Your Life” from “Eat This, Not That!” states:
What if we told you the keys to solving your health and weight issues aren’t just cutting calories, exercising, and drinking less soda. It’s also making sure you eat more bugs.
No, we’re not talking about those bugs. We’re talking about the trillions of helpful bacteria that live in your gut and play a fundamental role in maintaining a healthy and happy body. (And yes, we said trillions—many estimates equate that number with making up three pounds of your total body weight!) This community, referred to by scientists as your “gut microbiota” or “gut microbiome,” can be composed of around 500 species which each supply their own benefits: Some of them break down your food and extract nutrients; others hunt for food pathogens; and others help protect you from colds and flus. In fact, they play such a critical role in our health that many experts have started to refer to the microbiome as its own organ. All of this sounds like a good thing—so what’s the problem?
The problem is this: When we eat too much junk food (especially sugar) and take too many drugs (like antibiotics or antidepressants), we can knock our digestive systems out of whack and disrupt the composition of our gut. When your good gut bugs are depleted, bad bacteria can take over, causing health issues that range from skin conditions to depression. What’s more, researchers are finding that obese people have different gut bugs than healthy-weight people, suggesting that cultivating a proper gut garden may help solve weight troubles.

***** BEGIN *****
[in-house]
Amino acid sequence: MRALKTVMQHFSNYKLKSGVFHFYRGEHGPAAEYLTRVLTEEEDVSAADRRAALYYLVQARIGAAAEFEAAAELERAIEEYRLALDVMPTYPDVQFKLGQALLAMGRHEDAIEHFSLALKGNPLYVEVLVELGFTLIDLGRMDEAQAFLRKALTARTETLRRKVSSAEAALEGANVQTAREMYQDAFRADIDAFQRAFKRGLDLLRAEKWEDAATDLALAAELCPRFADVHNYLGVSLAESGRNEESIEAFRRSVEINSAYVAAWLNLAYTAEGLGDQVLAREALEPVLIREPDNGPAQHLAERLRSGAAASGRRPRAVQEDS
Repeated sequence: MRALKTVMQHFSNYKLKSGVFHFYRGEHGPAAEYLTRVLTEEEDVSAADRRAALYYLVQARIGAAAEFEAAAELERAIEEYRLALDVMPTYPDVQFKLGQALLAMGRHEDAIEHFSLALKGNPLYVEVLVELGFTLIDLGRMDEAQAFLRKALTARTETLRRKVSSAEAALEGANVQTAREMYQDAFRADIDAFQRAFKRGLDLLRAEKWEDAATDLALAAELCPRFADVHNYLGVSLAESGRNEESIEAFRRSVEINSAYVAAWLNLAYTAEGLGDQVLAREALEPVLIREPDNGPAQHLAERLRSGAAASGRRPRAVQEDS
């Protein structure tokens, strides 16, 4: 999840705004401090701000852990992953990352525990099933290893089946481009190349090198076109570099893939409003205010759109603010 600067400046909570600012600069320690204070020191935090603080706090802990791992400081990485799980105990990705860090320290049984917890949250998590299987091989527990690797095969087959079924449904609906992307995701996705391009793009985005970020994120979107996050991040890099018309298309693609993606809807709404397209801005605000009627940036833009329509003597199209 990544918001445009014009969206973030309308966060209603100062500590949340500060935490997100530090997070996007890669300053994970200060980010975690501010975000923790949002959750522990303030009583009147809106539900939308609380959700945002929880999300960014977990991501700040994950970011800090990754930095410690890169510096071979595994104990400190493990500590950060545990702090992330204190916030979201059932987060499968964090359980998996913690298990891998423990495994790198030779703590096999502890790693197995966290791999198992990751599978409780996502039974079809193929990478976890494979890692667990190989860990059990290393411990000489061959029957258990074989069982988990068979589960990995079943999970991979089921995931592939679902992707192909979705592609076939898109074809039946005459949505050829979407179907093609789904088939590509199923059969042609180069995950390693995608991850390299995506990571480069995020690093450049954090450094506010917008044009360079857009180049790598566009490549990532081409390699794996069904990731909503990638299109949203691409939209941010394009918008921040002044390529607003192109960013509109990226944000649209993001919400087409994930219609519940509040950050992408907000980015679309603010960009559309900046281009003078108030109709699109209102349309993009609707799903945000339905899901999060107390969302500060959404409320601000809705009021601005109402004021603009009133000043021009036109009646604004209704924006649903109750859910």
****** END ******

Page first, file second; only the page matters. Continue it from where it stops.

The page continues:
So, if you’re struggling with weight-loss, anxiety, stress, skin issues, fatigue, or chronic sickness, you might want to start looking at your gut. The good news is that you can empower your gut microbiota and help it fight back against the invaders by feeding your beneficial bacteria the foods they—and you—need to stay healthy. Below you’ll find out the cutting edge science behind why nurturing a healthy gut is essential to maintaining a healthy life. And no worries if your gut bugs seem to have taken a vacation; we’ve also compiled the top tips for how you can start healing your belly biome!